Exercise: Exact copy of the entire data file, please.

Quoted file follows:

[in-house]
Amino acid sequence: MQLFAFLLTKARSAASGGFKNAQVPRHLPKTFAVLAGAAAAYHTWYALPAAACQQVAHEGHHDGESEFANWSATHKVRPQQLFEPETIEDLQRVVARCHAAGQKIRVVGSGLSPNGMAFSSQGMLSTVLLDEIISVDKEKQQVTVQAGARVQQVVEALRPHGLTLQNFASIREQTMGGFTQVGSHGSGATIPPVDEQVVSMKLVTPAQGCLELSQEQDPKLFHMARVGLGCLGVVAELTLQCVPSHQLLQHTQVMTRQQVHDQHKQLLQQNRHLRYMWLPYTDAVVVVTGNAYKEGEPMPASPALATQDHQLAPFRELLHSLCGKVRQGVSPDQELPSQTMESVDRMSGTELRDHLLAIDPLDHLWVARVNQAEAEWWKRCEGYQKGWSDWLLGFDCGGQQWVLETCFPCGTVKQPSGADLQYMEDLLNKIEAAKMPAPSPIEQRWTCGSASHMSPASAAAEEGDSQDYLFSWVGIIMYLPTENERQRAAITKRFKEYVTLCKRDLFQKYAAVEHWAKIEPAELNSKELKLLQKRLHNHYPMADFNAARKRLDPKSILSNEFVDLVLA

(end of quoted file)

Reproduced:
[in-house]
Amino acid sequence: MQLFAFLLTKARSAASGGFKNAQVPRHLPKTFAVLAGAAAAYHTWYALPAAACQQVAHEGHHDGESEFANWSATHKVRPQQLFEPETIEDLQRVVARCHAAGQKIRVVGSGLSPNGMAFSSQGMLSTVLLDEIISVDKEKQQVTVQAGARVQQVVEALRPHGLTLQNFASIREQTMGGFTQVGSHGSGATIPPVDEQVVSMKLVTPAQGCLELSQEQDPKLFHMARVGLGCLGVVAELTLQCVPSHQLLQHTQVMTRQQVHDQHKQLLQQNRHLRYMWLPYTDAVVVVTGNAYKEGEPMPASPALATQDHQLAPFRELLHSLCGKVRQGVSPDQELPSQTMESVDRMSGTELRDHLLAIDPLDHLWVARVNQAEAEWWKRCEGYQKGWSDWLLGFDCGGQQWVLETCFPCGTVKQPSGADLQYMEDLLNKIEAAKMPAPSPIEQRWTCGSASHMSPASAAAEEGDSQDYLFSWVGIIMYLPTENERQRAAITKRFKEYVTLCKRDLFQKYAAVEHWAKIEPAELNSKELKLLQKRLHNHYPMADFNAARKRLDPKSILSNEFVDLVLA